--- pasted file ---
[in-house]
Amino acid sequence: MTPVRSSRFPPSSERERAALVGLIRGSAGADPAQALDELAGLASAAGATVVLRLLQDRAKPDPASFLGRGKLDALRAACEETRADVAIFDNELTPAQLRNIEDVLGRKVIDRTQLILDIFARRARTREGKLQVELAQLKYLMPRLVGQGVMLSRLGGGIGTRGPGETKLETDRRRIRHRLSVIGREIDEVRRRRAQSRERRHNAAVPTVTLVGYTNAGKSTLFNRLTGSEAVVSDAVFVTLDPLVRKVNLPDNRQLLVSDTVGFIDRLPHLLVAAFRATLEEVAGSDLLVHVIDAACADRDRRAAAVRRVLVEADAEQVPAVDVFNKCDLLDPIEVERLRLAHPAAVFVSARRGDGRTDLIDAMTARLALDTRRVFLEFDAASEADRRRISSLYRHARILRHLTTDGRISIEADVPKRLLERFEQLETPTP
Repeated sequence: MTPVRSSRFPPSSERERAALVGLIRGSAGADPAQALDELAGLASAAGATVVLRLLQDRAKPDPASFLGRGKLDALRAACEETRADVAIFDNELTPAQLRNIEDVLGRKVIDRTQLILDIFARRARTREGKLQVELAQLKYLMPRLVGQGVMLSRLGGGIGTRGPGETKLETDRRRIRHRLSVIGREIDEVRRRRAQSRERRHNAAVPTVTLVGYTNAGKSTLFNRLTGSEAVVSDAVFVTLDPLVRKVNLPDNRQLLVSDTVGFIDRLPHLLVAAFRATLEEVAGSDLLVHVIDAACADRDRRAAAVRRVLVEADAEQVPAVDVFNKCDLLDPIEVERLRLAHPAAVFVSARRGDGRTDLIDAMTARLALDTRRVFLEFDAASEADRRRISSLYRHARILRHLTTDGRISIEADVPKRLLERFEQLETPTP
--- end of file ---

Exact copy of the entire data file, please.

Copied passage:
[in-house]
Amino acid sequence: MTPVRSSRFPPSSERERAALVGLIRGSAGADPAQALDELAGLASAAGATVVLRLLQDRAKPDPASFLGRGKLDALRAACEETRADVAIFDNELTPAQLRNIEDVLGRKVIDRTQLILDIFARRARTREGKLQVELAQLKYLMPRLVGQGVMLSRLGGGIGTRGPGETKLETDRRRIRHRLSVIGREIDEVRRRRAQSRERRHNAAVPTVTLVGYTNAGKSTLFNRLTGSEAVVSDAVFVTLDPLVRKVNLPDNRQLLVSDTVGFIDRLPHLLVAAFRATLEEVAGSDLLVHVIDAACADRDRRAAAVRRVLVEADAEQVPAVDVFNKCDLLDPIEVERLRLAHPAAVFVSARRGDGRTDLIDAMTARLALDTRRVFLEFDAASEADRRRISSLYRHARILRHLTTDGRISIEADVPKRLLERFEQLETPTP
Repeated sequence: MTPVRSSRFPPSSERERAALVGLIRGSAGADPAQALDELAGLASAAGATVVLRLLQDRAKPDPASFLGRGKLDALRAACEETRADVAIFDNELTPAQLRNIEDVLGRKVIDRTQLILDIFARRARTREGKLQVELAQLKYLMPRLVGQGVMLSRLGGGIGTRGPGETKLETDRRRIRHRLSVIGREIDEVRRRRAQSRERRHNAAVPTVTLVGYTNAGKSTLFNRLTGSEAVVSDAVFVTLDPLVRKVNLPDNRQLLVSDTVGFIDRLPHLLVAAFRATLEEVAGSDLLVHVIDAACADRDRRAAAVRRVLVEADAEQVPAVDVFNKCDLLDPIEVERLRLAHPAAVFVSARRGDGRTDLIDAMTARLALDTRRVFLEFDAASEADRRRISSLYRHARILRHLTTDGRISIEADVPKRLLERFEQLETPTP